I was walking the back nine yesterday with ESPN’s Michael Collins, and as we passed under a stand of pine trees, he said, “Look around. See any pinecones?” Amazingly, I did not. Augusta is so on top of everything that the minute a pinecone hits the ground, it gets snatched up. Impressive. “Now look up,” Collins said. “See any squirrels?” I looked up, and guys, there were no squirrels. And there are lots of trees at Augusta. I kept looking for the next 30 minutes, but there was nary a squirrel to be found. I get the pinecones, but my God, what do they do with the squirrels??!?!

18. Moreton Bay Bugs

This is what Adam Scott served at last night’s champions dinner. What are Moreton Bay Bugs? Here are two explanatory scenarios, and you can decide which one you’d like to believe.

A. The Moreton Bay Bug is a killer wasp from the outback. After all the other champions were seated, Scott appeared wearing a beekeeper’s suit and holding a mysterious box. “Lock the doors,” he said ominously, and from the outside, men chained every exit shut. “THERE CAN BE ONLY ONE CHAMPION!” Scott shouted, before releasing the wasps from the box. He cackled as his fellow champions fell, one by one, in what is now being called “The Red Feast.”

B. Moreton Bay Bugs are a type of lobster that Scott had shipped from Brisbane for the dinner.

17. Adam Scott’s Good Looks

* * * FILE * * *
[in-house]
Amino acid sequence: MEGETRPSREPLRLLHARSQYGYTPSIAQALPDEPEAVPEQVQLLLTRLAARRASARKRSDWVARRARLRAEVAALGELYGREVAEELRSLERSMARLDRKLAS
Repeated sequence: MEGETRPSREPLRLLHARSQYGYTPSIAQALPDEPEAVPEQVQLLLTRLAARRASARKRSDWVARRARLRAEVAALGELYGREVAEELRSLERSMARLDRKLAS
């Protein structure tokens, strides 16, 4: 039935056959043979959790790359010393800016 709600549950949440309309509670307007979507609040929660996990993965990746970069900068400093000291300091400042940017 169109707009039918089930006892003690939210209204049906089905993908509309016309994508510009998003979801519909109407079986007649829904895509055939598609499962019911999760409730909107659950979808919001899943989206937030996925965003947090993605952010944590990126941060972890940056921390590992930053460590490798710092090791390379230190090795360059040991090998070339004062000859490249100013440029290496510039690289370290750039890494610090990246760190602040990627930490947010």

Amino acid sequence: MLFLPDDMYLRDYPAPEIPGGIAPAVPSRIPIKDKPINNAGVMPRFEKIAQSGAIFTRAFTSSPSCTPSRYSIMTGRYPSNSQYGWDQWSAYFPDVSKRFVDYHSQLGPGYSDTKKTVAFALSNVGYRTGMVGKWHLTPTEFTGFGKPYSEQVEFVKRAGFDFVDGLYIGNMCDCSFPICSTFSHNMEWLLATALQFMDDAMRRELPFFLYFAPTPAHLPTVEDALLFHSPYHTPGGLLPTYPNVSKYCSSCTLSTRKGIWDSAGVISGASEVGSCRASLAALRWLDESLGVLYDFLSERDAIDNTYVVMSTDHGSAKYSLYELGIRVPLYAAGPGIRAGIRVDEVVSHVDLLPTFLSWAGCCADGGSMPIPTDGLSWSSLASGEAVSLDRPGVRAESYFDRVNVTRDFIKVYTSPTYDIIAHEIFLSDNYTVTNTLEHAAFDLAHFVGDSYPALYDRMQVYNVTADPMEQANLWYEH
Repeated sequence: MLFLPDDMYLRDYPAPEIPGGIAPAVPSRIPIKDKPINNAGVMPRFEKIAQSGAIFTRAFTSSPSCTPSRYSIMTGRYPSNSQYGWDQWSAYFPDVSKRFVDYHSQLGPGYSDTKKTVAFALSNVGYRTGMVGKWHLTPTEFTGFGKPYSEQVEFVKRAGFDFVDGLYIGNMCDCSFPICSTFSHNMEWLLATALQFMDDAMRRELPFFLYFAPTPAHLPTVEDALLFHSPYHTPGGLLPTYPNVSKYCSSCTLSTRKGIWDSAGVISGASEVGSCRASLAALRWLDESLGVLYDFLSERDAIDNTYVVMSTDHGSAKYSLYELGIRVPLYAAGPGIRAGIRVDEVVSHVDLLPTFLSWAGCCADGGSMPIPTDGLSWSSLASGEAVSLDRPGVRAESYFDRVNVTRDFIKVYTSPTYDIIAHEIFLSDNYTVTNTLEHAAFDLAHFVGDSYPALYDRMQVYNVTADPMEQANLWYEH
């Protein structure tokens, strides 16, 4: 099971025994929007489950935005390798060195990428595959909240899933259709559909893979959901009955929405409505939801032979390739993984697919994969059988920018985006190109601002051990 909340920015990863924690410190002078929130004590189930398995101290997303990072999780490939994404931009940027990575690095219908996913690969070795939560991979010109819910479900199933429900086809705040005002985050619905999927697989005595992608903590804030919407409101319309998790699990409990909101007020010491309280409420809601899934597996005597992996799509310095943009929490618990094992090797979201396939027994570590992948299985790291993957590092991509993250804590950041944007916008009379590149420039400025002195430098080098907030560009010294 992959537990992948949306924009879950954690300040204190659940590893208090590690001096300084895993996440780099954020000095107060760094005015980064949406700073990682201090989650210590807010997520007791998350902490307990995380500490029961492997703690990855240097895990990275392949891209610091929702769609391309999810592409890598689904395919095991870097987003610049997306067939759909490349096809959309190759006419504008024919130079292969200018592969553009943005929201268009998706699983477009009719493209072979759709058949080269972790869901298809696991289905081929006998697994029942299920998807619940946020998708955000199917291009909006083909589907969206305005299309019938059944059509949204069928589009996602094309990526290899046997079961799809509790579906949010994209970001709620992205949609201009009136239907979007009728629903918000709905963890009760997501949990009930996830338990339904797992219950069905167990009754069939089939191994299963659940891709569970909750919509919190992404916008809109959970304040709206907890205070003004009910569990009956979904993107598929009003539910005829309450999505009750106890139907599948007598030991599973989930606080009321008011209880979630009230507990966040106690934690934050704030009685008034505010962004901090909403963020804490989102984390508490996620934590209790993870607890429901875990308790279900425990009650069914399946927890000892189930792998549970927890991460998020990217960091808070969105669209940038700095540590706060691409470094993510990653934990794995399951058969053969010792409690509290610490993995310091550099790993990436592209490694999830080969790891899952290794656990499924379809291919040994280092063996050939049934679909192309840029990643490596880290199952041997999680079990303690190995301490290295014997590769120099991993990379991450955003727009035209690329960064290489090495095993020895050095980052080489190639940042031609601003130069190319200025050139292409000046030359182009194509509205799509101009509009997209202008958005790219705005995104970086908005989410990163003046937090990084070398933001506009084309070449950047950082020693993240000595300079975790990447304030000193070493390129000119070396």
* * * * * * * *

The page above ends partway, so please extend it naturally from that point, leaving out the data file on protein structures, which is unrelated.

There’s no getting around them. It’s a story, guys. It moves the dial. And laugh all you want, but as a professional golf writer, I wouldn’t be doing my job if I didn’t have six Adam Scott posters in my bedroom.

16. Australians in General

With Steven Bowditch and Matt Jones winning in the past two weeks in Texas, Australia now has seven golfers in the field. Along with those winners and Scott, Jason Day is the no. 4 golfer in the world and always has a legitimate chance to win, Marc Leishman was in contention here last year, John Senden just won in Tampa, and Oliver Goss … is an amateur who can’t win. But seriously, seven guys! Shouldn’t that be illegal? I’m all for making that illegal. (I couldn’t find the clip, but this might be revenge for that time Bart Simpson introduced bullfrogs to Australia and destroyed its ecology.)

15. Jack Nicklaus

“You come at the Golden Bear, you best not miss.” Since about 1997, Nicklaus has been besieged by the idea of Tiger Woods annihilating his record of 18 major wins. It was more or less a given; it may take a few years, but he was going down. Now? For reasons enumerated by Kyle Porter at CBS, it would take a miracle. Translation: It’s not happening. Now Nicklaus gets to sit back, hit the honorary tee shot to start off the event, diplomatically tell reporters he still thinks Tiger will break the record, and just enjoy the fact that with golf at its most competitive place ever, he will never be usurped.